July 20, 2017

TSC IntelBrief: Ending the CIA Anti-Assad Program

The U.S. has decided to shut down a CIA program that—distinct from the fight against the Islamic State—was aimed at arming and training ‘moderate’ Syrian rebels to fight the Assad regime.

• On July 19, the Washington Post reported the U.S. was shutting down the CIA anti-Assad program it began in 2013.

• The program, which was ineffective and problematic from the start, is separate from various anti-Islamic State campaigns run by the military and CIA.

• The history of U.S. covert, but not secret, programs is one of limited short-term success and longer-term threats.

• The decision reflects the Trump administration’s stance that the removal of Assad is not a U.S. priority.


The U.S. has decided to shut down a CIA program that—distinct from the fight against the Islamic State—was aimed at arming and training ‘moderate’ Syrian rebels to fight the Assad regime. While the reaction to the news, first reported in the Washington Post, has focused on its implications for U.S. relations with Russia, the decision was likely based on two uncomfortable realities: the program was ineffective, and the risk of arming and training rebels in a battlefield dominated by terrorist groups raises serious national security concerns. Since 2013, the program has seen high-profile losses and controversies, while failing to change the course of a war the U.S. has always sought to keep at arms’ length, even as it focused on defeating the so-called Islamic State. The shutting down of the CIA program is both an acknowledgement that it was not meaningfully serving U.S. national interests, as well as a recognition that the Trump administration does not view the removal of Assad—even through covert means—as a priority.

The ‘train-and-equip’ program, run by the CIA along Syria’s southern border, was beset from the start by the difficulties of adequately vetting rebel groups in the midst of a civil war, especially one characterized by a rising tide of violent extremism among rebel groups. There is significant merit to arguments that the Assad regime’s brutality toward its people is the root cause of most of the conflict’s terrorism and barbarism, though the mainstream opposition ultimately morphed to some degree to match the Assad regime’s savagery. Yet, the desire to see the Assad regime punished for its crimes must be reconciled with the complete inability of the U.S. to adequately vet for violent extremism among the Syrian opposition. The demands of the modern battlefield mean that moderates and extremists often mix and merge freely, and the violent extremists among the Syrian opposition demonstrated a consistent, if predictable, ability to decimate the moderates whom they viewed with suspicion and disdain as tools of the West.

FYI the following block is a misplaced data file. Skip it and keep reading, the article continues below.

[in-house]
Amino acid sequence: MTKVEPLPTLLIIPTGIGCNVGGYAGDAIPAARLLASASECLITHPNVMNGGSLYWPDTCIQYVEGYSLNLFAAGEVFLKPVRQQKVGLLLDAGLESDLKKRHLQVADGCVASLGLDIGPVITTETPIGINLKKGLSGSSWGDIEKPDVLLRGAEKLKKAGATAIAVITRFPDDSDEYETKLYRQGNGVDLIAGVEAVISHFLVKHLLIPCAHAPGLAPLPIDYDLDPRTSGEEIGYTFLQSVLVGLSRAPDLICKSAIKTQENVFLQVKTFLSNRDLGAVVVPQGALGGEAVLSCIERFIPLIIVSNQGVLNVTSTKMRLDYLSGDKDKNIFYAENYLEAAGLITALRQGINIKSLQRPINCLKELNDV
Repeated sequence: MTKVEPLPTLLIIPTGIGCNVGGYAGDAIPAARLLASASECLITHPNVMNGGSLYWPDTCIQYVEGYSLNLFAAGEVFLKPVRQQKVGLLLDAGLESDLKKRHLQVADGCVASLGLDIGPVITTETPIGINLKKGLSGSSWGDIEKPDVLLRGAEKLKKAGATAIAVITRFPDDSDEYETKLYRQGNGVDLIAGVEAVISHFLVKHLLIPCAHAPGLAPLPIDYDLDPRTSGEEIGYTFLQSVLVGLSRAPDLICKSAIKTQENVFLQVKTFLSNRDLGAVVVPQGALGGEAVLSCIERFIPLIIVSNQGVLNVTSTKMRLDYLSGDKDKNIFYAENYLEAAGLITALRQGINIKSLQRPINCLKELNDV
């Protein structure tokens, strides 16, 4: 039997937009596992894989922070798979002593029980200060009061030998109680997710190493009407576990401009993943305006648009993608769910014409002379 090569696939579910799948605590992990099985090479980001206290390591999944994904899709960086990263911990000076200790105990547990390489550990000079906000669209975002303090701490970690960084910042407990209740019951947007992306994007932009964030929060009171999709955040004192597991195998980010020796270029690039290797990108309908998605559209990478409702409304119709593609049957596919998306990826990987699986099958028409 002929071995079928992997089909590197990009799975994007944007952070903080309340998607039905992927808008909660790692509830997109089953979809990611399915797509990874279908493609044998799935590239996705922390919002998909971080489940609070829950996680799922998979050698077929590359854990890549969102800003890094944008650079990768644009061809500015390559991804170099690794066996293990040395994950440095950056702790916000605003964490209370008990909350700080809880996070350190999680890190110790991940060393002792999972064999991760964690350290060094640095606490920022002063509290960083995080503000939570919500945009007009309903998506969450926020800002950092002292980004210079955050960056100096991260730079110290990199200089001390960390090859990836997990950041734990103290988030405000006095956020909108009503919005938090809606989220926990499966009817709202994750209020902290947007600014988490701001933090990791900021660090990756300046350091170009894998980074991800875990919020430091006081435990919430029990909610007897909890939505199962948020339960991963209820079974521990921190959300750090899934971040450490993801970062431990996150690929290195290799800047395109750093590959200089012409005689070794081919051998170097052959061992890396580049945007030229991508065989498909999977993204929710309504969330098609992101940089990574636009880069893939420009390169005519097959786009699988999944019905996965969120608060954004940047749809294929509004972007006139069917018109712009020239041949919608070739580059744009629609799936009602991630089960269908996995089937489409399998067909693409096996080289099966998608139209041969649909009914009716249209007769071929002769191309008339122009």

After years of failed efforts and untold millions spent, the allure of the sunk-cost fallacy tends to perpetuate these kinds of covert programs far beyond their utility. There is also a tendency to view all such programs through a narrow and inaccurate—but commonly invoked—lens of the Afghan War of the 1980’s, in which the Soviet defeat in Afghanistan is attributed almost exclusively to the CIA support of the mujahideen, rather than a sustained and costly rebellion by the Afghan people. The historically inaccurate analogy makes covert action programs seem easier, and more effective, than they have actually proven to be. 

For many U.S. administrations, covert programs also appear far less cumbersome and costly than military actions that would need approval by Congress. The CIA program was approved in 2013 by a presidential ‘finding’ by then President Obama. The program, like previous ones, was an open secret, classified in-name-only as its existence was constantly reported in the news and obvious on the ground in Syria. The program has been effectively shut down since January, and the Trump administration has reportedly been considering ending it officially since April.

The program, even in the rarest of best-case scenarios, was never bound to succeed in removing Assad, both because it was appropriately limited in scope and scale, and because the Russians—for whom the continuation of the Assad regime is considered a critical national interest—overtly joined the conflict with a decisive level of force that no covert program could match. The Syrian war is among the most complicated conflicts in modern history, and it remains unclear what the end of the program might portend for overall U.S. strategy in Syria. While the implications for U.S. cooperation with Russia will no doubt remain at the forefront of the discussion around a way forward in Syria, a shift toward more cooperation with Russia would present its own challenges and concerns.



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